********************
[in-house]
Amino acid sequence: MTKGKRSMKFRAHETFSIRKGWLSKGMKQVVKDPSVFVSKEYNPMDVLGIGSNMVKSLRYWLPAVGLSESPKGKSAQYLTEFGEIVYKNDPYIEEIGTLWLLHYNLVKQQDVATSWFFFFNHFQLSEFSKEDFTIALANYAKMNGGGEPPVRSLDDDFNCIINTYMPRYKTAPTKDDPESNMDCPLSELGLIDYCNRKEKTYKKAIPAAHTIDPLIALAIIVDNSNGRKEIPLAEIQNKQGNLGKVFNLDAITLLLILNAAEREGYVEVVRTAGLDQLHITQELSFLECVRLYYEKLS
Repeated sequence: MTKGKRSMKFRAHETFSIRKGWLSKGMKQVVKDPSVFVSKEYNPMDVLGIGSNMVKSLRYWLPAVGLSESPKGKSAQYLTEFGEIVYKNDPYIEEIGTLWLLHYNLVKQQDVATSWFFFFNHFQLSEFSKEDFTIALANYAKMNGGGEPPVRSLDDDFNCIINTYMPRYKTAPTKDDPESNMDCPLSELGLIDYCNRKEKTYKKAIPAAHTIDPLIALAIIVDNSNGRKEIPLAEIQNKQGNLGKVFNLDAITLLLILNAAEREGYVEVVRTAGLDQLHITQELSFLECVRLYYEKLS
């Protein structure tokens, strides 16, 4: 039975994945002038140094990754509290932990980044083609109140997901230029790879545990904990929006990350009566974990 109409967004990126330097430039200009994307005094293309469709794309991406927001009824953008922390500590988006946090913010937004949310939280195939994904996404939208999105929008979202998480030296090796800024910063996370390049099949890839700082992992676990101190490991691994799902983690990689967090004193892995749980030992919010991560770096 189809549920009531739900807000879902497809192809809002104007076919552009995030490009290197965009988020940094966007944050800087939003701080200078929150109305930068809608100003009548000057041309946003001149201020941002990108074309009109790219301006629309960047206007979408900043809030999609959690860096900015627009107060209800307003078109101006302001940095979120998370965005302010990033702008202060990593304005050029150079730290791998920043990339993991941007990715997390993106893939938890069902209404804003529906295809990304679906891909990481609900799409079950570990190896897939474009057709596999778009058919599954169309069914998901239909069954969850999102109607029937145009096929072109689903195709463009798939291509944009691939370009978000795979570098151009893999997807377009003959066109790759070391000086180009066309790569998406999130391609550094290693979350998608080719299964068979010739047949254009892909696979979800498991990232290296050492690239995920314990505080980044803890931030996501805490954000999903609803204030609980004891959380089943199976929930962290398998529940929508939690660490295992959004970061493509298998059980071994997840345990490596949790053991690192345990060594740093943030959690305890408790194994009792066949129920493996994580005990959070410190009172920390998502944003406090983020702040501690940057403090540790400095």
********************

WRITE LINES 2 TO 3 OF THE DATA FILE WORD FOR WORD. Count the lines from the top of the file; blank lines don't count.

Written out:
Amino acid sequence: MTKGKRSMKFRAHETFSIRKGWLSKGMKQVVKDPSVFVSKEYNPMDVLGIGSNMVKSLRYWLPAVGLSESPKGKSAQYLTEFGEIVYKNDPYIEEIGTLWLLHYNLVKQQDVATSWFFFFNHFQLSEFSKEDFTIALANYAKMNGGGEPPVRSLDDDFNCIINTYMPRYKTAPTKDDPESNMDCPLSELGLIDYCNRKEKTYKKAIPAAHTIDPLIALAIIVDNSNGRKEIPLAEIQNKQGNLGKVFNLDAITLLLILNAAEREGYVEVVRTAGLDQLHITQELSFLECVRLYYEKLS
Repeated sequence: MTKGKRSMKFRAHETFSIRKGWLSKGMKQVVKDPSVFVSKEYNPMDVLGIGSNMVKSLRYWLPAVGLSESPKGKSAQYLTEFGEIVYKNDPYIEEIGTLWLLHYNLVKQQDVATSWFFFFNHFQLSEFSKEDFTIALANYAKMNGGGEPPVRSLDDDFNCIINTYMPRYKTAPTKDDPESNMDCPLSELGLIDYCNRKEKTYKKAIPAAHTIDPLIALAIIVDNSNGRKEIPLAEIQNKQGNLGKVFNLDAITLLLILNAAEREGYVEVVRTAGLDQLHITQELSFLECVRLYYEKLS